Superbly crafted . . . a thought-provoking and engrossing novel (Sunday Express on THE OFFICE OF INNOCENCE)

Magnificent . . . A literary tour de force (Independent on Sunday on BETTANY'S BOOK)

A riveting and compendious account of the settlement of Australia by white convicts. It is a tremendous work, full of scholarship, adventure, drama and compassion (Rachel Cusk, Daily Telegraph on BETTANY'S BOOK)

Keneally's latest novel, like several of the two dozen before it, is set during the second world war and built around real events made absorbing by his psychologically convincing characters. (Guardian Review)


"Both touching and gripping until the very last page. Warmly recommended." (The Daily Mail)

"A subtle examination of heroism . . . the elegance and economy of this novel are dazzling . . . This clever, compelling novel asks some uncomfortable questions." (The Guardian)

"A poignant and touching novel . . . wonderfully written." (The Daily Express)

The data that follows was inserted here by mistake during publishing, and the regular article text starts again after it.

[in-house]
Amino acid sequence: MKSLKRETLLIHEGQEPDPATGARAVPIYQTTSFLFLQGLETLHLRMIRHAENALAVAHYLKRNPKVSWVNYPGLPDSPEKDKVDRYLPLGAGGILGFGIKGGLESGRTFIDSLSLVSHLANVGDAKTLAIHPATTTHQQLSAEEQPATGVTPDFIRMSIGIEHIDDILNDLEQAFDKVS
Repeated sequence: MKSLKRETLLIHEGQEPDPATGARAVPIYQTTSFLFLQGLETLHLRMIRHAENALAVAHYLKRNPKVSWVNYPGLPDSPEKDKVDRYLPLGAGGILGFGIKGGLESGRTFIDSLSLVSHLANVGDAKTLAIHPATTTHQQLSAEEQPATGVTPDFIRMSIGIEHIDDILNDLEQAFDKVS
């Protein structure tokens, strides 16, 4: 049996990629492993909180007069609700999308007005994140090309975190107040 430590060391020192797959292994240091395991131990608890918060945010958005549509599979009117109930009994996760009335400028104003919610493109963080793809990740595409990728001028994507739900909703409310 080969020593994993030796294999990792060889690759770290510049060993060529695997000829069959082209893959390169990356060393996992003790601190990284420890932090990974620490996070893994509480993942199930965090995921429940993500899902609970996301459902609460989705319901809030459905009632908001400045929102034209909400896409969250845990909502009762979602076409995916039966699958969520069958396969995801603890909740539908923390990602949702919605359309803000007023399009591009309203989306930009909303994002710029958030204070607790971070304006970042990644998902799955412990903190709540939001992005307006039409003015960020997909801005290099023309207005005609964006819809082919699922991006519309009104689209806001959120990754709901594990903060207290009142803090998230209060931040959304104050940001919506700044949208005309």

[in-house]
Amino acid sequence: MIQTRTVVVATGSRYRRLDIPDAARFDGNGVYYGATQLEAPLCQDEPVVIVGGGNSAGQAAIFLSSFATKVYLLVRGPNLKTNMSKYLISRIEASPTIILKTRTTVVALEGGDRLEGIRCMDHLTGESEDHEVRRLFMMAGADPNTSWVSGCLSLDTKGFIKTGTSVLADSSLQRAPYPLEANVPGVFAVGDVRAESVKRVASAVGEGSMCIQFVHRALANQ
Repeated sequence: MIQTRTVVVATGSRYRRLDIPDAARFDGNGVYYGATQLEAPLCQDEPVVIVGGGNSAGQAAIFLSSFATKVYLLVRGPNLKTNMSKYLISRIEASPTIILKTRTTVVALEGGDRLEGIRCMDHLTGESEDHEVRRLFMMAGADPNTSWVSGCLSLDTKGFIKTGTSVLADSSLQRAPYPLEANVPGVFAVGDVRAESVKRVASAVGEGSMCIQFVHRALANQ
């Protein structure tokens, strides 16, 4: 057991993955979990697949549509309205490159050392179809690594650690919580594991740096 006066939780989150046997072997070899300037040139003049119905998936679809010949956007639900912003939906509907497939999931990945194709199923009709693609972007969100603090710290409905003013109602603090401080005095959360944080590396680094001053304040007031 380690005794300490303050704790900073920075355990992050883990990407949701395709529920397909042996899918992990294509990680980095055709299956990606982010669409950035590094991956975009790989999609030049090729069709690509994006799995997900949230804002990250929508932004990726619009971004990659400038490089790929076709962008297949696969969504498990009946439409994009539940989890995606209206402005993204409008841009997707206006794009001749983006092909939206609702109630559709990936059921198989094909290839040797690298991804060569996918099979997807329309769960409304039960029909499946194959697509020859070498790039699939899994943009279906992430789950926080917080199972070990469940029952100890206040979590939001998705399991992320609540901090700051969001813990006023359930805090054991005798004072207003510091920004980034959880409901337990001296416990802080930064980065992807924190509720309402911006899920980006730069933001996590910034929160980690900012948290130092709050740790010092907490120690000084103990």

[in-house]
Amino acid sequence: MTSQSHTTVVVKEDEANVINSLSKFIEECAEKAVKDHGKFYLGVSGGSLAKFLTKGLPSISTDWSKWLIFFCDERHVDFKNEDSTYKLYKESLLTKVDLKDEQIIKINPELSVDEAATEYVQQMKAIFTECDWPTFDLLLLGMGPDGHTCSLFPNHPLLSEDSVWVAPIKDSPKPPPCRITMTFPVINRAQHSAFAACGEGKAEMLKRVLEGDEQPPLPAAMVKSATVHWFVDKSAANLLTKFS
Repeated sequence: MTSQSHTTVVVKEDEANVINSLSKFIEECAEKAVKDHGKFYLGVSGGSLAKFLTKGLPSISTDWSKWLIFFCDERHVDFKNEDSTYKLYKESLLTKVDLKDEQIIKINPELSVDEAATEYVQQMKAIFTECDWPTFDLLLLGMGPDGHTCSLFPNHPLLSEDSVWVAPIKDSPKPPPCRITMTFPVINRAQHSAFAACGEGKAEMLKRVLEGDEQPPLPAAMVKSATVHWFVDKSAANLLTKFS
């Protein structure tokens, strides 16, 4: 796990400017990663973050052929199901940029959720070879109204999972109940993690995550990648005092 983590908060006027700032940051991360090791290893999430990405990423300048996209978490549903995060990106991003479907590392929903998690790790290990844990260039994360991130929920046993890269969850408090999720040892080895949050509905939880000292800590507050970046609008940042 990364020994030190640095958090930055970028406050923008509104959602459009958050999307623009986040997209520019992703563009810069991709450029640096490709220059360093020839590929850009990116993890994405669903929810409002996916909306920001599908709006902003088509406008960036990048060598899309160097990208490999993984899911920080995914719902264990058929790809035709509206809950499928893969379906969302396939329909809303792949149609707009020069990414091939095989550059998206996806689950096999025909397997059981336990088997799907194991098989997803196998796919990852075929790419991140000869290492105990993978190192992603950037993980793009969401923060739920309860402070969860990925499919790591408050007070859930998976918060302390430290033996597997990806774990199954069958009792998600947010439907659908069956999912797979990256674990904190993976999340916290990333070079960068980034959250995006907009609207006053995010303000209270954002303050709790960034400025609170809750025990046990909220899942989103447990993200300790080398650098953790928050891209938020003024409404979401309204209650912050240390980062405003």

"The Widow and Her Hero is both an absorbing wartime thriller and a thoroughly convincing study of grief." (The Sunday Times)

"This latest novel from Tom Keneally-best known for the book upon which Schindler's List was based-returns to his favorite theme: heroism in war. The title refers to Grace and Leo, an Australian couple who marry in the midst of WWII. Leo is a commando charged with making daring raids on Japanese ships, a mission from which he ultimately does not return. Actress Beverly Dunn is note perfect as Grace, who relates the story decades later in a series of remembrances during which Leo's fate is slowly revealed for the listener. Snippets of Leo's own words are woven through in the voice of David Tredinnick, and the technique effectively ties together the narratives of these wartime lovers." (AudioFile Magazine)